Employers need to take care when proposing to make employees redundant. The recent Court of Appeal decision in Grace Team Accounting v Brake has confirmed a growing body of cases with the courts putting restructuring and redundancy decisions under increased scrutiny.
Until recently the courts were concerned only with whether the redundancy was genuine - that is the redundancy was for genuine business/commercial reasons, and not masking another reason for dismissing the employee and in ensuring a fair process was followed. The decision in Brake joins a number of Employment Court rulings which look beyond the genuineness of the decision, and scrutinise both the process and the result. When redundancy matters go before the Court or the Employment Relations Authority, it is now clear that the court will look very closely at the employer’s actions.
Grace Team Accounting v Brake
Mrs Brake was permanently employed as a senior accountant at Grace Team Accounting (GTA). Six months into her employment, GTA’s directors became concerned about the company’s financial position and decided to restructure. The company, with legal advice, sought to make three positions redundant. Their decision was based on the financial issues that the company was facing, specifically that turnover was around $200,000 less than projected and the company had projected an annual loss of $60,000. As a cost cutting exercise, Mrs Brake was made redundant. Unfortunately for GTA in this instance, the financial information relied upon was wrong and the company had actually made a profit of $60,000.
The Court of Appeal confirmed the Employment Court’s earlier decision that although the redundancy was made for genuine business reasons, it was not justified. The court looked into the commercial justification for the dismissal, particularly the financial mistake. Putting the decision making process under more scrutiny than has been seen in previous redundancy cases, it considered the process flawed (particularly when made by an accounting firm!), and the redundancy unnecessary. A fair and reasonable employer, the objective standard by which redundancy decisions are measured, would not make a decision to dismiss an employee based on incorrect financial information.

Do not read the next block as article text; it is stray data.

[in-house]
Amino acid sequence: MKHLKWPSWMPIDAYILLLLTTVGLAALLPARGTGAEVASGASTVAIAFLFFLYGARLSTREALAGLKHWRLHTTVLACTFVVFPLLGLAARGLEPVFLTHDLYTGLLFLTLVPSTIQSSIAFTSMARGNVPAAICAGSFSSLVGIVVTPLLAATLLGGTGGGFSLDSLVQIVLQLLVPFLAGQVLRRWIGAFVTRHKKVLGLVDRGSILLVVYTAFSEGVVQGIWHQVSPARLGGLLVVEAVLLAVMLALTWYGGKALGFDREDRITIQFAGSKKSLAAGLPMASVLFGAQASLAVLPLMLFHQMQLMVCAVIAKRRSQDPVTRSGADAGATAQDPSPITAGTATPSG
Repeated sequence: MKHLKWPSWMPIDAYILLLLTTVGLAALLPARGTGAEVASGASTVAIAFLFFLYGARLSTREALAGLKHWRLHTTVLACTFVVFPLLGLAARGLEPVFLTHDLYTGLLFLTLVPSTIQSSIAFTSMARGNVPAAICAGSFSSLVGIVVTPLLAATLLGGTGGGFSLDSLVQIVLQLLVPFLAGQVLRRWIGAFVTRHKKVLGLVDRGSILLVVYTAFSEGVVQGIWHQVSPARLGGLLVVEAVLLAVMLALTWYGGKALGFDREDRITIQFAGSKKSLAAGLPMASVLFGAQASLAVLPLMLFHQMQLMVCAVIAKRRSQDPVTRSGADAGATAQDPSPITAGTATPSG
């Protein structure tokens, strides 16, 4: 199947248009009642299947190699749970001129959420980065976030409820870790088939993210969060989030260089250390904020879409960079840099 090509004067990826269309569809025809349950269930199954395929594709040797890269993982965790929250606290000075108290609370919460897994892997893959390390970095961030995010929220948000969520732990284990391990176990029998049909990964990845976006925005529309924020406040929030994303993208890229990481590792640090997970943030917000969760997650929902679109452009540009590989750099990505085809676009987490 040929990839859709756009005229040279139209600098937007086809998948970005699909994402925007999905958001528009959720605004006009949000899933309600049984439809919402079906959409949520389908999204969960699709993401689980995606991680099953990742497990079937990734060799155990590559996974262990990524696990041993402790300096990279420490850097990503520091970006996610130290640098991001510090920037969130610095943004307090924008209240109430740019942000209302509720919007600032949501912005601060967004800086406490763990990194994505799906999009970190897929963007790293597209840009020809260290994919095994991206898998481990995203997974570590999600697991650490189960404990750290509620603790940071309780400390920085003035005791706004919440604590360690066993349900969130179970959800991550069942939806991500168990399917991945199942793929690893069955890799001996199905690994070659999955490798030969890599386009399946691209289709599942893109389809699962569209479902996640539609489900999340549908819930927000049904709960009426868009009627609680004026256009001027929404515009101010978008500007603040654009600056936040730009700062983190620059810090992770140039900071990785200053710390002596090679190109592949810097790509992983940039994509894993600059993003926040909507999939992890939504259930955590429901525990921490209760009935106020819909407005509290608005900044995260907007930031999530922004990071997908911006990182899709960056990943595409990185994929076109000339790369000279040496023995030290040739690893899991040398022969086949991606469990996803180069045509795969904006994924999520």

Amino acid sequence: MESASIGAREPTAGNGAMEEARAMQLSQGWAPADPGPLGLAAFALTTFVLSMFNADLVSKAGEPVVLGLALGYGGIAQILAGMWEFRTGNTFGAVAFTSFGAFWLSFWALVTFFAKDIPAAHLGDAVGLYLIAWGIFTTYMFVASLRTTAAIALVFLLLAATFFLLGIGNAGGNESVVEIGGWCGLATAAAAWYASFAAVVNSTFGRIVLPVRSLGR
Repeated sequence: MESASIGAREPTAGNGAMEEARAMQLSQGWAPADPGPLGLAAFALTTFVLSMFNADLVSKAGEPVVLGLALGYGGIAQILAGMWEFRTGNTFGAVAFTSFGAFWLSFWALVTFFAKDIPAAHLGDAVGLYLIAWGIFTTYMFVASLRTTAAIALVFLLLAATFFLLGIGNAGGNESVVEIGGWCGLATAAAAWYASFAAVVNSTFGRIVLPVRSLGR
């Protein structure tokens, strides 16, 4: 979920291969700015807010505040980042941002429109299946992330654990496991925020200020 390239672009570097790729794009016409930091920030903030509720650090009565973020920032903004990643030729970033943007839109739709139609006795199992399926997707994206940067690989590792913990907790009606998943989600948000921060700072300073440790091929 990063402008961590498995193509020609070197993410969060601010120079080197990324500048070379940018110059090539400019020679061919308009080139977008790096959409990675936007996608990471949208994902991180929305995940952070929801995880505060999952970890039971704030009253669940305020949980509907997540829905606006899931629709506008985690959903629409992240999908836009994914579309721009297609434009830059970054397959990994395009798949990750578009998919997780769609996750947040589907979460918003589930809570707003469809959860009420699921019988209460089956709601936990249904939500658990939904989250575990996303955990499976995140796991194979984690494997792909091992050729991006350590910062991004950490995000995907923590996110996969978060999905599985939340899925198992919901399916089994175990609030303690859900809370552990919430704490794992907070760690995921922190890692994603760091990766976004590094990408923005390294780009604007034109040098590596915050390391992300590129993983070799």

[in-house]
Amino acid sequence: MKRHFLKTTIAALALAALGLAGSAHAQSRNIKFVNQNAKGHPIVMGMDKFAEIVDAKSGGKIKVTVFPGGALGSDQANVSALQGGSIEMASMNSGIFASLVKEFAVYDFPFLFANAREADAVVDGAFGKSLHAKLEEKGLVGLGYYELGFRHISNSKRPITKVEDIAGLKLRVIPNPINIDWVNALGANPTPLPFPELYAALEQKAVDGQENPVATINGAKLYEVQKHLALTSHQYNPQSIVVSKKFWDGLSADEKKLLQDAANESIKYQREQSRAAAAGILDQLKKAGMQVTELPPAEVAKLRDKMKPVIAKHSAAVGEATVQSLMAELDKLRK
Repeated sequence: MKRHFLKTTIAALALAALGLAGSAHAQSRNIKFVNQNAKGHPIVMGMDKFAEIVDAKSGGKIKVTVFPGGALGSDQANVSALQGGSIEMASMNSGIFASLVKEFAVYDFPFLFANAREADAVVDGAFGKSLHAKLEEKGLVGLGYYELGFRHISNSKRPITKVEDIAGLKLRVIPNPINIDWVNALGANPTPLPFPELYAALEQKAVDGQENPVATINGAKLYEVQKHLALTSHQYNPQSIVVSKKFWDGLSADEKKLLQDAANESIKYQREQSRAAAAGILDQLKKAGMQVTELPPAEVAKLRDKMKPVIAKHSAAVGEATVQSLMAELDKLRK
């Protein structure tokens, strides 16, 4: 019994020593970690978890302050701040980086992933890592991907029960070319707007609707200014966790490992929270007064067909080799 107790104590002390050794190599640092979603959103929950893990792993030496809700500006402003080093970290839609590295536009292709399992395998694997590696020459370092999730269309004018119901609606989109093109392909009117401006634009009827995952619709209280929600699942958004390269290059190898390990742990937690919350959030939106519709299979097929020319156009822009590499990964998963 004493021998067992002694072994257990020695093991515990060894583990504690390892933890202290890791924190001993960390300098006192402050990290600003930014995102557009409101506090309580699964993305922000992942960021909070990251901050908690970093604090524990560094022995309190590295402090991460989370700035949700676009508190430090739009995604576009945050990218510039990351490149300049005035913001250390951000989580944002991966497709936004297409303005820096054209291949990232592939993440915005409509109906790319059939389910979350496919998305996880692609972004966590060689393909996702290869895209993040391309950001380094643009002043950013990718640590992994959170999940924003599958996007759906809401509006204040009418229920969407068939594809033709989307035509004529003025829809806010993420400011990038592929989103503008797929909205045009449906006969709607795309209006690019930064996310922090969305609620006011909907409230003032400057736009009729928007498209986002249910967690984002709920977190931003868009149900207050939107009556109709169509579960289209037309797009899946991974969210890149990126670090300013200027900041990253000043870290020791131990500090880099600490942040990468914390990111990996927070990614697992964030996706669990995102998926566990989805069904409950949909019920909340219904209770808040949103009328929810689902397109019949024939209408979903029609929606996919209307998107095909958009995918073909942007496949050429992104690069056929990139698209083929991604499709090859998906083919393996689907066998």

When undertaking a restructuring process, employers are obliged to consider redeployment opportunities within the business for affected employees. Several recent cases have indicated that this obligation is becoming something of an entitlement for employees. Where a restructuring process involves making positions redundant, but also creating new positions, employers must carefully consider appointing the employees to those positions.
The three cases of Rittson-Thomas t/a Totara Hills Farm v Davidson, Jinkinson v Oceania Gold (NZ) Ltd and Wang v Hamilton Multicultural Services Trust each demonstrated the obligation on employers to redeploy where possible, even where the terms and conditions of employment are different, the position is more junior, or where up skilling or additional training would be required. While the courts have emphasised that any decision will be heavily fact-dependent, it is clear that where a new position is similar in duties, remuneration and skill level to the redundant position, redeployment should be offered.
Importantly, employers’ redeployment obligations will not be discharged by inviting a departing employee to apply for a new position. There is now an expectation that an existing employee will be given preference over external candidates. If redeployment is possible, the position should be offered without an advertisement or application process.